CHAPTER 2 - IMMACULATE CONCEPTION

Whenever she had the choice, my mother preferred taking the train over the arduous six-hour bus ride, or even the elitist hour-long flight from Mombasa to the capital city of Nairobi. 

The East Africa Railway, engineered by the British in 1896 and largely built by immigrant Indians, was responsible for the exodus that brought my ancestors to Kenya. It represents, even now, the romanticism of colonialism -- a different type of mechanical snake, one which undulated through the verdant land its creators once tried, albeit in vain, to tame.  As the seductive plains opened like thighs, Africa enveloped us in her limbs. Years from then, in another corner of the world, even a faint smell, a flash of sight, a distant sound, would send a chill of nostalgia up some part of my body, and for a split second, standing in a crowded mall or in the elevator of some skyscraper, I felt as if I was back there; that it had somehow, miraculously, transposed itself onto my realm.

I had found freedom in geography only to be forever captured in the memories of the home I left behind.  In my dreams, I still ride the railway; listen to all the sounds and senses that are Kenya: the Swahili songs from the village women clad in colorful and light cotton batiks, delicately balancing baskets of fruits and vegetables on their heads; the urchins and villagers who kept pace with the train, awaiting the arrival of fresh customers at stations to buy their hardboiled eggs, biscuits and roasted maize pressed with lemons and chilies; at dawn, the animals of the land responding to our exhilaration with pure indifference; and upon arrival, the chaotic sounds of reunions, departures and coolies competing to ferry our luggage to the car.  And always that smell, that distinct perfume of Kenya, a smell of salt as the breeze came off the ocean, of food cooking on wood fires and mingling with diesel smoke, of the sweat of hard labor everywhere.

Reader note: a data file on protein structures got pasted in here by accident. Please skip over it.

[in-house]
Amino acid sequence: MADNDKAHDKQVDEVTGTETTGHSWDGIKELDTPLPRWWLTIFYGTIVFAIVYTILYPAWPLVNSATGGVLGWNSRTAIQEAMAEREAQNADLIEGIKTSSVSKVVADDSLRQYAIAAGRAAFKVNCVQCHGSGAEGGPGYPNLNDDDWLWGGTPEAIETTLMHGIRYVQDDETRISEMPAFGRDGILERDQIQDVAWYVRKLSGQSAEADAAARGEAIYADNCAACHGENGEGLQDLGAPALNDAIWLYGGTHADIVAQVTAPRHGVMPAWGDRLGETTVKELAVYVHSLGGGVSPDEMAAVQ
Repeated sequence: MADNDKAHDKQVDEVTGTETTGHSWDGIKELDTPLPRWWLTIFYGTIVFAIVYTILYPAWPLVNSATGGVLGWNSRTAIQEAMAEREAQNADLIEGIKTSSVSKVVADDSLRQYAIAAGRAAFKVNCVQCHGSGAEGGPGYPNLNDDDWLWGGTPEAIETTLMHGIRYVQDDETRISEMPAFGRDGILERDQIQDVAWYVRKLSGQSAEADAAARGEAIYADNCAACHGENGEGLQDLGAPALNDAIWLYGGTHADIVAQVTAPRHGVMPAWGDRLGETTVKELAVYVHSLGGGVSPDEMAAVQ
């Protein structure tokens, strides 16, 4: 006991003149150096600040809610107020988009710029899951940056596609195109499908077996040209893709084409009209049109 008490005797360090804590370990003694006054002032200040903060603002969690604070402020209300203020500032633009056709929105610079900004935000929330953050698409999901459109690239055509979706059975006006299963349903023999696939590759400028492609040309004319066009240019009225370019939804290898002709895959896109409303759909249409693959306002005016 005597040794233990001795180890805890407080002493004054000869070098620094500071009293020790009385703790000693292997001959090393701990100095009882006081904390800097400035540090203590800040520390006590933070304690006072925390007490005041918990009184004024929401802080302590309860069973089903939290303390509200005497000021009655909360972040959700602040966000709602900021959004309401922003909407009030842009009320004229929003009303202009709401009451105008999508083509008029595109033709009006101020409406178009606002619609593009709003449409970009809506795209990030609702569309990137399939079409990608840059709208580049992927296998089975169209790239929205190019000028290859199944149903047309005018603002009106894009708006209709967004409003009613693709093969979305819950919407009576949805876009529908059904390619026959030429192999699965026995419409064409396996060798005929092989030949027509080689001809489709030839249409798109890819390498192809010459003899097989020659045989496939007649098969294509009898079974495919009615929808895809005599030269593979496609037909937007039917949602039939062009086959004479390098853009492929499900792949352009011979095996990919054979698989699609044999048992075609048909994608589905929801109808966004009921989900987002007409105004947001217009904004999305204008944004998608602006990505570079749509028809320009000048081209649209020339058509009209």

As we chugged along such a journey, my mother could always be counted on to tell me two things.  That it was on such a ride one balmy evening, albeit in reverse direction, that I had been conceived, a story which increased detail and waned in credibility. 

“You know,” she said, her eyes widening and one hand flipping up to express amazement. “We never even had, you know, proper intercourse!”

She maintained that on that life-altering night, simple peripheral contact had impregnated her, lending an almost mythic prowess to their virility and a sense of destiny to my close-to-immaculate conception. 

“Your father and I, all we had to do was touch each other and I would become pregnant!”

Contrary to expectation, such details never made me feel even faintly uncomfortable. Rather, they served to inspire me in finding such a marvelous love story of my own.

Perhaps the memory of their lovemaking that night is why melancholy would unfailingly seize her at certain points along the journey and she could be found staring out the window at the fleeting land, her tongue struck silent in her mouth; like she was, years after my father’s demise, reliving that very experience in the same compartment.  It was the same look that came upon her when, listening to an old cassette of filmi music on what we called an impressive 3-in-1 (radio, tape and record player), a song that my father had loved would come on unexpectedly. At such  moments, it was enough just to look at her and know that so much of her innocence, her idealism of love, her zeal for life (a part of herself) had also died with him. At these moments she is completely lost to world that has carried on without his existence, and she could not fathom why.

The other thing she liked to tell me, and which only worked when I was a child, was that if I didn’t obey her by finishing everything on my plate, the two legendary man-eating lions which had killed over a hundred people during the construction of the great railway would tear in through the compartment’s formidable window and gobble me up instead.  I was a scrawny child and she blamed me for making her look bad since all her in-laws had to do was take one look at me and accuse her of starvation.

"There," she said, one hand hoisted up to my mouth with a hillock of rice and the other pointing out to the impenetrable darkness beyond the window, "I think I see them right now."